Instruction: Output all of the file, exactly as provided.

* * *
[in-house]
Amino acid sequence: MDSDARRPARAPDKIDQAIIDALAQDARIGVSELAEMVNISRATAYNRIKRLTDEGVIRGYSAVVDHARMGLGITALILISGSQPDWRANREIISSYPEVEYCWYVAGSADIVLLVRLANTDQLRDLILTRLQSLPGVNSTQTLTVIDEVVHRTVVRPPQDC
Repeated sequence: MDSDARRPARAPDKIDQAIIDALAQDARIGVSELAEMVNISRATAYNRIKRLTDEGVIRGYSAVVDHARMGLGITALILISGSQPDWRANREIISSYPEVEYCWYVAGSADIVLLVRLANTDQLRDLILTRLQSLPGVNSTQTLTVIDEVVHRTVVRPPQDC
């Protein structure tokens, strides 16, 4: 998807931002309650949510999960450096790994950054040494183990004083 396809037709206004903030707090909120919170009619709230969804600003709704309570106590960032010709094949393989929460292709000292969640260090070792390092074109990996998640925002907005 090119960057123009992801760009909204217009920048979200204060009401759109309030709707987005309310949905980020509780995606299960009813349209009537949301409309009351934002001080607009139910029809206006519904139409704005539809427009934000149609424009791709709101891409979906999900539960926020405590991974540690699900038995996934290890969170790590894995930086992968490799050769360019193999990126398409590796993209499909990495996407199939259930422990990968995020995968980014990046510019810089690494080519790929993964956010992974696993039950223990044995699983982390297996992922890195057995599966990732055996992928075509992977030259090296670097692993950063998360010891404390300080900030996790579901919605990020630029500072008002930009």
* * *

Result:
[in-house]
Amino acid sequence: MDSDARRPARAPDKIDQAIIDALAQDARIGVSELAEMVNISRATAYNRIKRLTDEGVIRGYSAVVDHARMGLGITALILISGSQPDWRANREIISSYPEVEYCWYVAGSADIVLLVRLANTDQLRDLILTRLQSLPGVNSTQTLTVIDEVVHRTVVRPPQDC
Repeated sequence: MDSDARRPARAPDKIDQAIIDALAQDARIGVSELAEMVNISRATAYNRIKRLTDEGVIRGYSAVVDHARMGLGITALILISGSQPDWRANREIISSYPEVEYCWYVAGSADIVLLVRLANTDQLRDLILTRLQSLPGVNSTQTLTVIDEVVHRTVVRPPQDC
């Protein structure tokens, strides 16, 4: 998807931002309650949510999960450096790994950054040494183990004083 396809037709206004903030707090909120919170009619709230969804600003709704309570106590960032010709094949393989929460292709000292969640260090070792390092074109990996998640925002907005 090119960057123009992801760009909204217009920048979200204060009401759109309030709707987005309310949905980020509780995606299960009813349209009537949301409309009351934002001080607009139910029809206006519904139409704005539809427009934000149609424009791709709101891409979906999900539960926020405590991974540690699900038995996934290890969170790590894995930086992968490799050769360019193999990126398409590796993209499909990495996407199939259930422990990968995020995968980014990046510019810089690494080519790929993964956010992974696993039950223990044995699983982390297996992922890195057995599966990732055996992928075509992977030259090296670097692993950063998360010891404390300080900030996790579901919605990020630029500072008002930009």